Mary Chimunda sits perched on the narrow hospital bed, her newborn baby clutched to her chest. The 20-year-old beams as she looks down at her son, and lovingly rearranges the blanket swaddling him.
On either side of her are two new mothers, also caring for their infants. The ward’s silence is broken by the voice of the acting matron, Susan Mtokoma, jokingly asking the mothers if they intend to sell their breast milk. “No!” they reply in unison and immediately position their babies to suckle.
Mutambara Mission Hospital is a baby-friendly hospital and advocates exclusive breastfeeding of babies from within one hour after birth to six months. “Babies may be given other foods after six months, but we encourage mothers to continue breastfeeding for up to two years,” said Mtokoma.
The United Methodist hospital won the Baby Friendly Initiative Award for 2015 and its baby-friendly policy is now being used as a role model for the whole country, said Mtokoma.
Chimunda is overjoyed by the safe delivery of her son.
“I came to the hospital more than a week before my baby was born. I was resident at the mothers’ shelter while awaiting delivery because my home is more than 20 kilometers away and there is no reliable public transport due to the rough terrain,” she said.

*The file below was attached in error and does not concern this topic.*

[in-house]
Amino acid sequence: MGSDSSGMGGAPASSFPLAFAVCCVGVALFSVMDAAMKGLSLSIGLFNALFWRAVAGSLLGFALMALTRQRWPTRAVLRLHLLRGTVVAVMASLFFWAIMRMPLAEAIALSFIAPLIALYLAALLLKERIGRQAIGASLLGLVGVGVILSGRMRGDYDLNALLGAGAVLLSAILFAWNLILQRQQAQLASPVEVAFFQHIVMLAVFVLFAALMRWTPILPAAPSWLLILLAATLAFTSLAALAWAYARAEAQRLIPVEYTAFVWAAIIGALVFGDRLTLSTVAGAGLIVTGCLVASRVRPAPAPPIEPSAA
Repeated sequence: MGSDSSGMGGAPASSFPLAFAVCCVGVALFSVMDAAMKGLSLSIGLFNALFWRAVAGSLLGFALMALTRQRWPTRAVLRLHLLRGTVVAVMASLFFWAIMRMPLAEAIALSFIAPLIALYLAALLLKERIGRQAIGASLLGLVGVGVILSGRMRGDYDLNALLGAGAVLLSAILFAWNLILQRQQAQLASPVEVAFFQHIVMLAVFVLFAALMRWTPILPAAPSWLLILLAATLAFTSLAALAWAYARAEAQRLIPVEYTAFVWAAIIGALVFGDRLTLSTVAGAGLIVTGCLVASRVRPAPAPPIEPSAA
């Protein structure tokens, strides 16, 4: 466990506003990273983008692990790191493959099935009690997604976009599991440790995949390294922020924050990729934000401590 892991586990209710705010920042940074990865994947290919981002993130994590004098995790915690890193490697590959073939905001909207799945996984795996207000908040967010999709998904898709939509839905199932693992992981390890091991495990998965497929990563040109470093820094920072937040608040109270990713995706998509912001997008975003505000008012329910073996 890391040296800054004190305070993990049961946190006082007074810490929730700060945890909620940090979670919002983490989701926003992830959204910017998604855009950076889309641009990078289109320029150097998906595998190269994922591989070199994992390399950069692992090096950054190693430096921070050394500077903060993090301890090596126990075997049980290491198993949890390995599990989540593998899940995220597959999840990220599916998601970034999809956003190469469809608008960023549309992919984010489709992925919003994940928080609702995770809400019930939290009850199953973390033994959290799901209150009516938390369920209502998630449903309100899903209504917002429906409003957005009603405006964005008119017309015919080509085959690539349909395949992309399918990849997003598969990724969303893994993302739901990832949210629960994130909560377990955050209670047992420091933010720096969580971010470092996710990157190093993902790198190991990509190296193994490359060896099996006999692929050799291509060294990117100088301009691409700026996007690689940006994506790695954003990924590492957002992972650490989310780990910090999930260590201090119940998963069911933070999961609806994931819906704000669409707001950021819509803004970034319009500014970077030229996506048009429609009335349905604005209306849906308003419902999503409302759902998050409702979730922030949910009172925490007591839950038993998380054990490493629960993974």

She sadly recalled the loss of her first child on Jan. 24, 2013:
“I came to the hospital when I had been in labor for two days. The baby died within 24 hours and I was told that he was exhausted due to the prolonged labor. This time I did not want to risk losing my baby so I came and stayed at the shelter where I was closely monitored by specialist staff.”
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A place to stay
Mutambara Mission Hospital’s waiting mothers’ shelter was built in the 1960s for pregnant women who needed a place to stay while awaiting delivery. The shelter has undergone several changes since, including moving from its original site, and has expanded from a dormitory with 24 beds in 2009 to several buildings which can accommodate up to 70 women.